Nursing in Pakistan: The PPD and the Pakistani Tea

How do you become a member of the MSF / Doctors Without Borders team? Annke blogs from Pakistan about her decision to take the plunge, and about what happened next...

How do you become a member of the MSF / Doctors Without Borders team? Annke blogs from Pakistan about her decision to take the plunge, and about what happened next...

One day, last October, I was sitting in my favourite coffee spot in the mall in my home town, Witbank, thinking about what I could do with my future, when I looked up and noticed the MSF marketing stand just outside the shop. Then I thought: I want to do something like that... and so the dream was born! While enjoying my cappuccino, I searched the MSF website and was very glad to see that I could apply for an assignment as a nurse with MSF ☺ And I did just that!

One month later I was invited for an interview at the office in Marshalltown in Johannesburg. I showed up 10 minutes early at the office for the interview. Augustin walked me out of the building after our meeting and then suddenly stopped and asked how I knew where the office was because I never asked for instructions on how to get there. (And there I secretly thought it was a test to see I if I could cope with something out of my usual routine!)  I just laughed and told him that Google knows everything.

Off to... Norway?

Image shows Annke in the snow in Norway, wearing a warm hood

Experiencing thick snow for the first time, on PPD in Oslo, Norway. Photo: Annke Yssel / MSF

A short while later I found myself walking through the February snow in Oslo, Norway where I attended the Preparation for Primary Departure course, also known as the PPD. Here I met other MSF-newbies. We were introduced to the what, where and how of MSF. I met humanitarians from 18 countries and we received training on management, security and teamwork. We had many discussions that would help us to be better prepared for that first posting.

Image shows a beautiful Norwegian landscape

The postcard-view from the window in the hostel. Photo: Annke Yssel / MSF

Back home from the PPD, I started preparing for that first assignmnent. I bought a bunch of colours of yarn and made a small blanket from knitted and crocheted squares from friends and family, a little comfort-something from home to take with me. Then I received THE call...

I have a role for you in Pakistan, my career manager said. Are you willing to go?


Less than a month later, visa in hand, I was on the plane to Islamabad and heading to my first assignment as a nurse with MSF. The adventure began!

But the airport was nothing like other airports that I have been through before. There was one baggage carousel and seemingly a million people waiting for their luggage. With a lot of careful shoving (to try and avoid making bodily contact), earnest apologies and careful footwork, I saw my bright pink suitcase on the belt. I wrestled my way to the front and I was reunited with my belongings.

I headed for the exit but found two lines: a red line and a green line. I did not want to assume that green is for 'nothing to declare', but I found no visible explanation of the red or the green so I headed for the green anyway. I could see the exit that way. Then an official stopped me and asked for my luggage tag. He checked my bag and dismissed me with a quick head shake (which I know now as a kind of indication of agreement or saying ‘OK’).

I decided that panic would not help me at all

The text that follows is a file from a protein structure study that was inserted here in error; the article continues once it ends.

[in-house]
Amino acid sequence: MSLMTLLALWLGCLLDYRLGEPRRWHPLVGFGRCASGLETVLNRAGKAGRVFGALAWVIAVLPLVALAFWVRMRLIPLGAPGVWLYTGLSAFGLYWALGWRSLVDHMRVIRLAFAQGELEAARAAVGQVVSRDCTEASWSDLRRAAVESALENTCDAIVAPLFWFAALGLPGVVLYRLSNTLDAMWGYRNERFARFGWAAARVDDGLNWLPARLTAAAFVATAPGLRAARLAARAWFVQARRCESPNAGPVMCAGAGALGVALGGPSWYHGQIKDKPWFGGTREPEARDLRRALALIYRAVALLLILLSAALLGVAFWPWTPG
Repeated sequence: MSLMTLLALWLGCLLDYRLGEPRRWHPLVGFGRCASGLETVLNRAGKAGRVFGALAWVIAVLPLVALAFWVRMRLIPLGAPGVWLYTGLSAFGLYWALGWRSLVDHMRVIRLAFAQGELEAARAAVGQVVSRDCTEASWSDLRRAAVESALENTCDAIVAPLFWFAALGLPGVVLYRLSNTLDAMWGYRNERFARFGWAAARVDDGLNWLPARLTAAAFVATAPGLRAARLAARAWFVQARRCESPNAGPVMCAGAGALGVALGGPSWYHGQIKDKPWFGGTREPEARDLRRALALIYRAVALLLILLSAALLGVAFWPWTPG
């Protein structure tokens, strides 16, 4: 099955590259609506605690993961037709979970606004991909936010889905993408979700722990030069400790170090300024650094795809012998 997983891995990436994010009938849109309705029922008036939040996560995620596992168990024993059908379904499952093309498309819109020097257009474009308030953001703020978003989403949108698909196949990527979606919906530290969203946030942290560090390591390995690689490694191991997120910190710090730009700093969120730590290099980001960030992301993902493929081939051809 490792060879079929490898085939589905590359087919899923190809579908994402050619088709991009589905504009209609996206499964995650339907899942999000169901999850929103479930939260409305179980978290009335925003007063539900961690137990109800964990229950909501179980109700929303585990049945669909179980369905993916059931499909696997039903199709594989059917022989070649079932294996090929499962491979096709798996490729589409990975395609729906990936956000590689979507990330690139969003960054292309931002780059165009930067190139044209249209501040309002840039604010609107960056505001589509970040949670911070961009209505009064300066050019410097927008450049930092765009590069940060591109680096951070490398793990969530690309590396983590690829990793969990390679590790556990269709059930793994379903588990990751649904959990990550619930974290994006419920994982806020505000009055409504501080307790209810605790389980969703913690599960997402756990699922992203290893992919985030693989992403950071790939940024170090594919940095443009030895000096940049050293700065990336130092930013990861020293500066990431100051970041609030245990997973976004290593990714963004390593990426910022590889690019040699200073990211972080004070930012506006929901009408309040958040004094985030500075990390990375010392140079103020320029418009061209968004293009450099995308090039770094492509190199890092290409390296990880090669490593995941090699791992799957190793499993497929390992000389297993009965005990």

I headed for the exit,  only to find a sea of Pakistani men dressed in light coloured shalwar kameez (the traditional men’s attire of a long tunic and wide pants). All were waiting for their people to come through the doors. The sight was overwhelming! I almost panicked, thinking ‘How will I find the MSF driver among this crowd?’

I decided that panic would not help me at all. I had all the contact numbers in my bag, as per instructions, and I was sure that I could find a pay phone if I really had to. So I kept walking until I found a quiet spot and I waited. Sure enough, the friendly, elderly man found me and in his hand was the paper with my name on.

"Welcome to Pakistan” he smiled.

Tea, glorious tea!

That was Friday and I slept for a few hours in the house for international staff, in a huge room with a cool, tiled floor, an air-conditioning unit and a light blue mosquito net. It was right in the middle of a heat wave. I was taken to the office for lunch and my first briefing. I was served my first Pakistani lunch of naan bread and spicy chicken stew with tea.

Tea, glorious tea! I received a small cup with sweet loose leaf black tea, brewed with milk. And it tasted like home. Rather like the Koffiehuis-in-a-bag coffee with condensed milk that we brewed on the fire when camping back in South Africa. And I loved the tea. I sat alone for a moment to savour the even better taste of my second cup and my quick longing for home in the middle of this amazing adventure.

It tasted like home

It took a week of waiting in Islamabad for the holidays and the paperwork to come through then I got to travel to Timergara where the project is. We were eight travelling in the minibus and I was the only woman. This meant that I got the front seat and the best view of the mountains ☺                       

I experienced a five-hour journey through the small towns and the mountains with an interesting take on traffic rules, not to mention the complete lack of a white stripe in the centre of the road. I was quietly very impressed with the driver and his skilful driving all the way.

My room in the house was huge and I had a view of the beautiful, green mountains. And my adventure began for real!

Image shows the beautiful view from Annke's window in MSF Pakistan

A fluffy-cloud sunset. Photo: Annke Yssel / MSF.